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Sewing Machines
Sewing machine manufacturer

Q. What should you know about a sewing machine?
Q. How is a sewing machine manufactured?
Here are important guidelines.
Q. What are the sewing machine models according to the year of manufacture?
1990 - present
1970 - 1989
1960 - 1970
Before 1960
Earliest Machines
Q. Do you really need a simple one or an advanced computerized one?
Q. Will you be using it for embroidery?
Q. Do you need a lighter and portable one?
Q. What's the best sewing machine?
Q. What functions do you need on your sewing machine?

In the early 1800s, clothing was made by hand, families sewed their pants, shirts, and dresses using a needle and thread. Textile companies have many machines to choose from, including streamlined models specifically designed to sew one particular product.
Sewing Machine Troubleshooting Guide

Tension Problems
Breaking Needles
Breaking or Shredding Needle Thread
Breaking Bobbin Thread
Skipped Stitches
Fabric Won't Feed Properly
Thread Nest


Needle Size

Cotton Thread (NE)

Silk Thread (NM)

Polyester Thread(NM)

Fabric Weight

Fabric Weight

Fabric Weight

Asian American light med heavy light med heavy light med heavy
60 8 80 80 - 200/3 160/3 140/3 200/3 160/3 150/3
65 9 - 80 70 120/3 120/3 120/3 140/2 140/3 120/3
70 10 70 60 50 120/3 100/3 80/3 120/3 100/3 80/3
80 12 60 50 40 100/3 70/3 60/3 120/3 100/3 70/3
90 14 50 40 36 100/3 70/3 60/3 100/3 70/3 60/3
100 16 40 36 30 70/3 60/3 50/3 70/3 60/3 50/3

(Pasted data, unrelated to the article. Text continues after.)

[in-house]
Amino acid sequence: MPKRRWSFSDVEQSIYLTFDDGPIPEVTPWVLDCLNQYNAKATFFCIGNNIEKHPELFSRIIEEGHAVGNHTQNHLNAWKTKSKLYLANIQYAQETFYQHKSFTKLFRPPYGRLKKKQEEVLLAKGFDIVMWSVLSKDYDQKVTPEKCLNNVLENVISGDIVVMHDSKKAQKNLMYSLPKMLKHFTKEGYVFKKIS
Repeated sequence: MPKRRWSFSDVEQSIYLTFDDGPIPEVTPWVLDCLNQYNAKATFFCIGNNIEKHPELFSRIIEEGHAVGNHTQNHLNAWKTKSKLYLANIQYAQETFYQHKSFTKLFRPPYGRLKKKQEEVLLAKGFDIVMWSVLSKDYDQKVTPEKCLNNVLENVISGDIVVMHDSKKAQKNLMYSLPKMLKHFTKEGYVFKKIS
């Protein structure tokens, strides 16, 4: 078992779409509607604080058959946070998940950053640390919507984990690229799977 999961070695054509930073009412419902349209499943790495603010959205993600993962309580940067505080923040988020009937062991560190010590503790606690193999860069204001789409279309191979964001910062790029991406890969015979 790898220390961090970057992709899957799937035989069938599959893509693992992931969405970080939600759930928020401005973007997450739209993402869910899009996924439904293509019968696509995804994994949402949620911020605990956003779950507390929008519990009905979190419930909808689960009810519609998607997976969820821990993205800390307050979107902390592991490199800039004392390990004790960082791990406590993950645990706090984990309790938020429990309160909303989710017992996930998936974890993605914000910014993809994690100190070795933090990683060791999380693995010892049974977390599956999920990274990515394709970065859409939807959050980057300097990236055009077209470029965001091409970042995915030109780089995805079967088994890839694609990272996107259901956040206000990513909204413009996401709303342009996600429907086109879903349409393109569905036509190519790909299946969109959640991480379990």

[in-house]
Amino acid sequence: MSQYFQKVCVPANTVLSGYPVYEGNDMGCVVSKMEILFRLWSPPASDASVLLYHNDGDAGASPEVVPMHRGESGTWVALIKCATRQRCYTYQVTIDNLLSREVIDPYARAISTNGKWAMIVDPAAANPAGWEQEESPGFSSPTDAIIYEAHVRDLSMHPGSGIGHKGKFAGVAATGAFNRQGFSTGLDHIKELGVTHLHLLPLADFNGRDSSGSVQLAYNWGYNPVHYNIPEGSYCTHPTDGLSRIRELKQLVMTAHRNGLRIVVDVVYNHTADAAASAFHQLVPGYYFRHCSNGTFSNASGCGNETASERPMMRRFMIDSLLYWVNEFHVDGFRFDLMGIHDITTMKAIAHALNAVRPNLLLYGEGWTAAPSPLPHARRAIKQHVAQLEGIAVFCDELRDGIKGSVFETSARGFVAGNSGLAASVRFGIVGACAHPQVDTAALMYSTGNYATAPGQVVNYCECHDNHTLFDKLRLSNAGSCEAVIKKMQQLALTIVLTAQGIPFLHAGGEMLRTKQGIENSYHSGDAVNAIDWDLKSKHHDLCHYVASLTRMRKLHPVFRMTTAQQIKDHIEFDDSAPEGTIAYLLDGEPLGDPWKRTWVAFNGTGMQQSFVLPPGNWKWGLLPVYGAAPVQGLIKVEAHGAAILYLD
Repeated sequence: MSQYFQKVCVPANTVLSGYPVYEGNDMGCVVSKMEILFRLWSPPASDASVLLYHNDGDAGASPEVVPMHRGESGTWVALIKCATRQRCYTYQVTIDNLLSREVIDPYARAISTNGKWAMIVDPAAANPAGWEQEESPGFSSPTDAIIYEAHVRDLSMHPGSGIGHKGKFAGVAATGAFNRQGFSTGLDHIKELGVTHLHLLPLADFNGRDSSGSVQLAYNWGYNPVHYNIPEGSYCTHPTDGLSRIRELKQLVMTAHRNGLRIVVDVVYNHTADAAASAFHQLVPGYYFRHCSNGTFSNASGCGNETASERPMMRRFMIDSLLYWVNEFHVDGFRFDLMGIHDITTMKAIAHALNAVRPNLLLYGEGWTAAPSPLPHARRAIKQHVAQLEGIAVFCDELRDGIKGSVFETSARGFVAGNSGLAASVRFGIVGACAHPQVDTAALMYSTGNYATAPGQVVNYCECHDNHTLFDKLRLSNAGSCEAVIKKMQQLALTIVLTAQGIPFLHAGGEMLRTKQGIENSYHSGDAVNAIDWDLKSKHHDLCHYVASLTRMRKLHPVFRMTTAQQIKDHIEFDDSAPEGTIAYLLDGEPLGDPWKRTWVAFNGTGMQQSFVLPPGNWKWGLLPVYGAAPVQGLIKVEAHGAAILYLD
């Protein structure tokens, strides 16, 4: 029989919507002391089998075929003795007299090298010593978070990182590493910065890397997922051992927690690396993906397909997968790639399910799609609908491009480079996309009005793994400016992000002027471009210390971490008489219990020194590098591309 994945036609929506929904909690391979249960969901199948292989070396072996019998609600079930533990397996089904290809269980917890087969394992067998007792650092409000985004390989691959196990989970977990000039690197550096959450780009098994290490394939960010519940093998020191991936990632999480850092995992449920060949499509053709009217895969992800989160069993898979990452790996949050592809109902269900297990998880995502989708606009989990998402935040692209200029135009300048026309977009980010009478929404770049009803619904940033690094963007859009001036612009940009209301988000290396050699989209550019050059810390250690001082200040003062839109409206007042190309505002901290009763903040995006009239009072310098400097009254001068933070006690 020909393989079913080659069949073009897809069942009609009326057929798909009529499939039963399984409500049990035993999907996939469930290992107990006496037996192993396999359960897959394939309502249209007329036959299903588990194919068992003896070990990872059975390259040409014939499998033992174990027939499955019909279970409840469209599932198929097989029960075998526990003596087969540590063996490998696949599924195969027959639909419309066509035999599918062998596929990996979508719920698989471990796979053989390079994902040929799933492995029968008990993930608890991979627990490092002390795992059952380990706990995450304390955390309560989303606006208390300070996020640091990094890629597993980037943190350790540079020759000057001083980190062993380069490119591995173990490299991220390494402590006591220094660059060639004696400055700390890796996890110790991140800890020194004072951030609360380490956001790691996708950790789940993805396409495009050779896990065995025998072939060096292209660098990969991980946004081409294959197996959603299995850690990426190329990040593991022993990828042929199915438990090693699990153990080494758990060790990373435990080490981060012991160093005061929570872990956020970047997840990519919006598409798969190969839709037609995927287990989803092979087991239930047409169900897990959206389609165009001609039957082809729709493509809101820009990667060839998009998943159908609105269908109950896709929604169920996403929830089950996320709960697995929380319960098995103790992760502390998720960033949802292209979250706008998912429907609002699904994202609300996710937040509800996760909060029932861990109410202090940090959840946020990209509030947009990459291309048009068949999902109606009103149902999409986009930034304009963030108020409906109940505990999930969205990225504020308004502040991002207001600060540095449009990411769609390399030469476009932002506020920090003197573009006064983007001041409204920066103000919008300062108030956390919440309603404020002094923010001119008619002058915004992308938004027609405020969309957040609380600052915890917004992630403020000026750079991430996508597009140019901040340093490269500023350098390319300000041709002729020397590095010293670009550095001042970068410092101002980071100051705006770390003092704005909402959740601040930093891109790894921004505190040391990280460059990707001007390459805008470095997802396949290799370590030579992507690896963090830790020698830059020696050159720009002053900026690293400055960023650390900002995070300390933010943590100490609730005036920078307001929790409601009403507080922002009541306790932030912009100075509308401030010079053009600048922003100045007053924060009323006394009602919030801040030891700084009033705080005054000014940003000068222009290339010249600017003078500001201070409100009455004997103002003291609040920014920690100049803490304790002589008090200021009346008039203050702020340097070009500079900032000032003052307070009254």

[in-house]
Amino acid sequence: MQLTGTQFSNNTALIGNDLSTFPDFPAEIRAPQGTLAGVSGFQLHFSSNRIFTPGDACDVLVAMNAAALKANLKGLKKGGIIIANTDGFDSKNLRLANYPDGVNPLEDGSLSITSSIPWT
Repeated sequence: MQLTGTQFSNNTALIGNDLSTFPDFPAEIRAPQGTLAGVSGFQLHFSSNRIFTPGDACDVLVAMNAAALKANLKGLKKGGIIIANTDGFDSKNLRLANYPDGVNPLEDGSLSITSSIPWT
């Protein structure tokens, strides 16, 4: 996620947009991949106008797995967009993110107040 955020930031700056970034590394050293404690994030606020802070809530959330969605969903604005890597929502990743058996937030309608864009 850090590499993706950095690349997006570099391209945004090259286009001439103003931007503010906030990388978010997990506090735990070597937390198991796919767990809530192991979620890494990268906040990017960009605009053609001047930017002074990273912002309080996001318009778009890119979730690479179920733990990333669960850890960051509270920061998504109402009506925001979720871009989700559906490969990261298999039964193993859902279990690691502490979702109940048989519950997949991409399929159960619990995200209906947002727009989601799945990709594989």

110 18 36 30 24 60/3 50/3 40/3 50/3 40/3 30/3
120 20 30 24 20 50/3 40/3 30/3 40/3 30/3 20/3

Every new sewing machine will come with an owner's manual. If you are buying a used machine, look online for a manual. It is very likely you can find an owner's manual for your machine free or for a low cost online. This manual will save many hours of questions and trying to fix problems that should only take a few minutes if you know what to do.

Most manuals will have a diagram of the sewing machine and needle area identifying the various parts. When you know the parts of your machine, you can follow the instructions much easier. There are some parts on all sewing machines that will be the same. This makes using multiple machines much easier.

Each machine will have a thread take-up lever. This lever will control the thread while it is being fed through the needle. It will move up and down as the machine works. The tension disc will give the thread the right amount of tautness for the type of fabric you are sewing. Normally, there will be a table in the manual that will tell you what setting the tension disc should be on depending on the fabric you are using.

The pressure foot will hold the fabric down as it passes under the needle. You will have to use a lever called the pressure foot lifter to raise it to get the fabric under the pressure foot. The needle plate is the flat part that is under the pressure foot and has a hole that the needle can go through. In the middle of this plate are the fabric feeds. They will move your fabric forward under the needle. The needle is held in place by the needle clamp or screw. This is loosened to change the needles.

On the top of every machine there is a spool pin. This is what will hold your spool of thread. Next to it will be a bobbin spindle. You use this part to put thread on your bobbins to match the thread on your spool. On the right side of your sewing machine will be the balance wheel. This is used to control the needle, making it raise or lower.